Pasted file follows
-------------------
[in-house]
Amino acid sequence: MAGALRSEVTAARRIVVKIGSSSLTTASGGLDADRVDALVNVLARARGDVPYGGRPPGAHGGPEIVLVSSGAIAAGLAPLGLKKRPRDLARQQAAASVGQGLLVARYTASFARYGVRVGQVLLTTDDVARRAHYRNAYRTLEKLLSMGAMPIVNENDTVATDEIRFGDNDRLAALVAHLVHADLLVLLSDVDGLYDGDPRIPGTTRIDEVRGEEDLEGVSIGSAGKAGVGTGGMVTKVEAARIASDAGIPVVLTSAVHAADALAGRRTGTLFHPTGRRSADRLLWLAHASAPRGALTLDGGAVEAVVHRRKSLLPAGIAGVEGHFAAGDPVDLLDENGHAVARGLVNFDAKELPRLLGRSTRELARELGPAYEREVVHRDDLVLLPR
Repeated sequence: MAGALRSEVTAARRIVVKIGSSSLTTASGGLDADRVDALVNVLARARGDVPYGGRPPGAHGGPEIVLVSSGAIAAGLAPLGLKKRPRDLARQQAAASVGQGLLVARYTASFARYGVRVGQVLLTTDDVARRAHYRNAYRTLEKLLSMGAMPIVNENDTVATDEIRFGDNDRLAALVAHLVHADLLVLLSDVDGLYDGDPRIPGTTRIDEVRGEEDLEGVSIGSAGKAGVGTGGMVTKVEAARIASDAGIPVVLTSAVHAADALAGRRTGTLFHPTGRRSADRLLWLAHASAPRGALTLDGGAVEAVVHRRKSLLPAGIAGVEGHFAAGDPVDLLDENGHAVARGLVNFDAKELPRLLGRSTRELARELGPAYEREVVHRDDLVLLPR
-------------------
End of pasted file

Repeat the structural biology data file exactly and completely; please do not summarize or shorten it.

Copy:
[in-house]
Amino acid sequence: MAGALRSEVTAARRIVVKIGSSSLTTASGGLDADRVDALVNVLARARGDVPYGGRPPGAHGGPEIVLVSSGAIAAGLAPLGLKKRPRDLARQQAAASVGQGLLVARYTASFARYGVRVGQVLLTTDDVARRAHYRNAYRTLEKLLSMGAMPIVNENDTVATDEIRFGDNDRLAALVAHLVHADLLVLLSDVDGLYDGDPRIPGTTRIDEVRGEEDLEGVSIGSAGKAGVGTGGMVTKVEAARIASDAGIPVVLTSAVHAADALAGRRTGTLFHPTGRRSADRLLWLAHASAPRGALTLDGGAVEAVVHRRKSLLPAGIAGVEGHFAAGDPVDLLDENGHAVARGLVNFDAKELPRLLGRSTRELARELGPAYEREVVHRDDLVLLPR
Repeated sequence: MAGALRSEVTAARRIVVKIGSSSLTTASGGLDADRVDALVNVLARARGDVPYGGRPPGAHGGPEIVLVSSGAIAAGLAPLGLKKRPRDLARQQAAASVGQGLLVARYTASFARYGVRVGQVLLTTDDVARRAHYRNAYRTLEKLLSMGAMPIVNENDTVATDEIRFGDNDRLAALVAHLVHADLLVLLSDVDGLYDGDPRIPGTTRIDEVRGEEDLEGVSIGSAGKAGVGTGGMVTKVEAARIASDAGIPVVLTSAVHAADALAGRRTGTLFHPTGRRSADRLLWLAHASAPRGALTLDGGAVEAVVHRRKSLLPAGIAGVEGHFAAGDPVDLLDENGHAVARGLVNFDAKELPRLLGRSTRELARELGPAYEREVVHRDDLVLLPR